Gun-safety bill keyed to minors

February 07, 1992|By Laura Lippman

ANNAPOLIS -- Sally Welch, whose 15-year-old son was shot to death in a relative's home, wants Maryland legislators to know exactly what has changed since they killed a gun-safety bill last year.

The bill has changed, as proponents respond to some of the criticisms that helped defeat it last year. The politics have changed, and a Senate committee that killed it then may treat it more favorably.

But most important to Ms. Welch, in Maryland three children have died and six others have been injured in household gun accidents.

"You teach your children how to take care of themselves," Ms. Welch said. "It just seems like it all went down the tubes because someone else didn't care as much as I did."

Ms. Welch was in Annapolis today to recount her story, as Marylanders Against Handgun Abuse Inc. launches its push for the bill.

Ms. Welch's son -- more than three years later, she prefers not to say or hear his name -- was shot Oct. 5, 1988, by his cousin, who was playing with a gun he found on his father's night stand.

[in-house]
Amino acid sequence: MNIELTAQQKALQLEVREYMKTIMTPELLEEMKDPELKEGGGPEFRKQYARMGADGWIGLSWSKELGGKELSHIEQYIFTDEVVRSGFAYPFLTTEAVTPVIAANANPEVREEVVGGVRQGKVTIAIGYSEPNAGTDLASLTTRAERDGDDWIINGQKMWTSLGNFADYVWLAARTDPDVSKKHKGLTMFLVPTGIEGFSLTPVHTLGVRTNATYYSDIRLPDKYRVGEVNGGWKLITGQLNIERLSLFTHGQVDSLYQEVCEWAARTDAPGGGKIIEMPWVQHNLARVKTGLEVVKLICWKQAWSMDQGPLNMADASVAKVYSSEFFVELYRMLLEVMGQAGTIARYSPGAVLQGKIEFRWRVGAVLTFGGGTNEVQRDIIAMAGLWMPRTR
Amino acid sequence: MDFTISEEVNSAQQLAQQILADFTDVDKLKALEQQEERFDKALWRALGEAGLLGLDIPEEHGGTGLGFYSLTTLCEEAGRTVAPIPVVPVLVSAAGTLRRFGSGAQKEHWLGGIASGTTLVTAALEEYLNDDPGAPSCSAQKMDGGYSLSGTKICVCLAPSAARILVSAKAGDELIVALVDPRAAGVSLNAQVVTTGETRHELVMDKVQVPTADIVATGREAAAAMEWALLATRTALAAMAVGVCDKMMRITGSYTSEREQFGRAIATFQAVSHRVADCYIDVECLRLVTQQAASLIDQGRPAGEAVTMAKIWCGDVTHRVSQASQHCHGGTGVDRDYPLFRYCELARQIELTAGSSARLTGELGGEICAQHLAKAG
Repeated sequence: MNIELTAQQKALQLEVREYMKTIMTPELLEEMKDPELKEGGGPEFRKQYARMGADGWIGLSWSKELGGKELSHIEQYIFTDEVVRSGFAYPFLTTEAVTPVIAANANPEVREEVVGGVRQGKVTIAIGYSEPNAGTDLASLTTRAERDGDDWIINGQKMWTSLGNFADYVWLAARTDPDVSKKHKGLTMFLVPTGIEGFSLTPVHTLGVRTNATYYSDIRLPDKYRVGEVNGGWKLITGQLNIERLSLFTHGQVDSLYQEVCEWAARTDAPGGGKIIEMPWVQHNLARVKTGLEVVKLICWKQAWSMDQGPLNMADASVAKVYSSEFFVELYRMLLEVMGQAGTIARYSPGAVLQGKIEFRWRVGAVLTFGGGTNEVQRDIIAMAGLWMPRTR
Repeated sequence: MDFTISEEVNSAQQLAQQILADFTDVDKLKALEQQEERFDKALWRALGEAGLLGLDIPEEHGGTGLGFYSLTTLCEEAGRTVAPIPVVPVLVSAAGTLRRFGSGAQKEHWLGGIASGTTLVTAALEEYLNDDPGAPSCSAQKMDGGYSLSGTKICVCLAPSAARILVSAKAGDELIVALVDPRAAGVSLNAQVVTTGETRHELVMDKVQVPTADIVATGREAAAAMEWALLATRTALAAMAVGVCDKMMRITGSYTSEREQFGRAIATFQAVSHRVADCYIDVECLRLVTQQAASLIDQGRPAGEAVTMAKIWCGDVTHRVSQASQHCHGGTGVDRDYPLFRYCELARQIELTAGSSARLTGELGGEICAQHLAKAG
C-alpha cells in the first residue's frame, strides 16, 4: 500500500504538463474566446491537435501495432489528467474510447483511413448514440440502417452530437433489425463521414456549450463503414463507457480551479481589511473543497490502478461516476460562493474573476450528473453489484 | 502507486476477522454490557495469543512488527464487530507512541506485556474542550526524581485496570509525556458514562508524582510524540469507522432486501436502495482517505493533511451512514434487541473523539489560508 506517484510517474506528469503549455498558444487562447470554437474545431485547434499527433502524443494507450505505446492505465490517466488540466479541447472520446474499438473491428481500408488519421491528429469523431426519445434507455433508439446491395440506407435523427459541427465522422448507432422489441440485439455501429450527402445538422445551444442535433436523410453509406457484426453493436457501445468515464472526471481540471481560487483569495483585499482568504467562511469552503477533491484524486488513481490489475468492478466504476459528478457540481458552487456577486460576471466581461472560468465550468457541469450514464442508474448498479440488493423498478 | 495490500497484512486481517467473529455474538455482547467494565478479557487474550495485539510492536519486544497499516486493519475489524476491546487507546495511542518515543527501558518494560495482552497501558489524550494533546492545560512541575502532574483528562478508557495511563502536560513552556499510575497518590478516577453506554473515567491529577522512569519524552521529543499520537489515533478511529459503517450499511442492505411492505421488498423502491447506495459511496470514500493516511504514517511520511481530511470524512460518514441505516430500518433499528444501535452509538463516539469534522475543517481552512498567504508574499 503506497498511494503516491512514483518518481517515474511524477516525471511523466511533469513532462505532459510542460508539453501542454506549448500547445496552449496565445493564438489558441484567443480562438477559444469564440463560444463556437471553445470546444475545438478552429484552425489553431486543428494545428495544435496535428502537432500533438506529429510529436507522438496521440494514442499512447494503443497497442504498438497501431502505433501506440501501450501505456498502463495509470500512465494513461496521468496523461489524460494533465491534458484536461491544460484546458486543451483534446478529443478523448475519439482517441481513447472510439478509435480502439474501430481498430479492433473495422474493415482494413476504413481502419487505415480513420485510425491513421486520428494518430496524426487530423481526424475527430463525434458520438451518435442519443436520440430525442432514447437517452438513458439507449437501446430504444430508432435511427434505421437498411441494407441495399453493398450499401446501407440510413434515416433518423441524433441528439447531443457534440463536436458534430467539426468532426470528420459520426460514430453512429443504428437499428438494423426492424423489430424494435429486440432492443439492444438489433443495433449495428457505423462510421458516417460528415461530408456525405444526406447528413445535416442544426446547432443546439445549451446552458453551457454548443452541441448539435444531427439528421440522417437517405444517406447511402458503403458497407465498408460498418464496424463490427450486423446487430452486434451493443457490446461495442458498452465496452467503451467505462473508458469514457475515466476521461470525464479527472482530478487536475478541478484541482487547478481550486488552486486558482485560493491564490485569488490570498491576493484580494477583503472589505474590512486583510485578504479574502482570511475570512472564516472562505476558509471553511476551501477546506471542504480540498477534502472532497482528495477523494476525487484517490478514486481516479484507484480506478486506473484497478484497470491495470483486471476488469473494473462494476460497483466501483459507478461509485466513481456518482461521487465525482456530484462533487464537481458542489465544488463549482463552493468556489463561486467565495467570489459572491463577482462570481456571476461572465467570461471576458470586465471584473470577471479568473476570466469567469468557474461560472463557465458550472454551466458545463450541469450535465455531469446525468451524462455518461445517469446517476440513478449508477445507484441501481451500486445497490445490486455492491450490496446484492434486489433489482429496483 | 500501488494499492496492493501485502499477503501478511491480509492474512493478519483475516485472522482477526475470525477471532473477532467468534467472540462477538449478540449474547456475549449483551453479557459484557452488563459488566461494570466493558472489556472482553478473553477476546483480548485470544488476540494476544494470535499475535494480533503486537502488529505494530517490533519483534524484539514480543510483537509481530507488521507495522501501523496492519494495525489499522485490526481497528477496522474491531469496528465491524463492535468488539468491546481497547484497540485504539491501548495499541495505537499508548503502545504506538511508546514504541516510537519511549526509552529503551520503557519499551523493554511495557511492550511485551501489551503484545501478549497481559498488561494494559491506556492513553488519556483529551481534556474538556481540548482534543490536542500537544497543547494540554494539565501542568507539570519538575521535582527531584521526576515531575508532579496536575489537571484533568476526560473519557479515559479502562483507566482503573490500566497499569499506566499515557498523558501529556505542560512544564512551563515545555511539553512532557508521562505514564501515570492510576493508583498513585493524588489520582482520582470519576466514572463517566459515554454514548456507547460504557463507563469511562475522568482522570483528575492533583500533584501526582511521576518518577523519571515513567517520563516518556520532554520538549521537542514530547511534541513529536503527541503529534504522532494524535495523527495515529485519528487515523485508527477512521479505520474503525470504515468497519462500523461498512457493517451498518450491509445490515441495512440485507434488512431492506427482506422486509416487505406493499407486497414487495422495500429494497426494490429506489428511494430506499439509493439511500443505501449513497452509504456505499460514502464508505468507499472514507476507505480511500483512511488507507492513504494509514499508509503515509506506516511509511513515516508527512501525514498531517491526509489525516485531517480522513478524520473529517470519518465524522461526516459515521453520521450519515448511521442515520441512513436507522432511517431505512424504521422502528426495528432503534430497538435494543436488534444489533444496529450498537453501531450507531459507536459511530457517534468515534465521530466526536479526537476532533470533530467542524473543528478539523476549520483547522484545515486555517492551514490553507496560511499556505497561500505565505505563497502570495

Under Gov. William Donald Schaefer's bill, guns would have to be stored so no one under age 18 can reach them -- kept under lock and key, stored in a locked box, or have a trigger lock.

The proposal has support from law enforcement officials and doctors, but the National Rifle Association and the Maryland State Pistol and Rifle Association plan to fight it. Last year's bill specified that gun owners use trigger locks, which many owners found objectionable.

James L. Milner of the NRA said this year's version is unacceptable because it requires locks on loaded guns, which can be dangerous.

Last year's bill passed the House of Delegates but died on a 6-5 vote in the Senate Judicial Proceedings Committee, which was killing all gun-related legislation.

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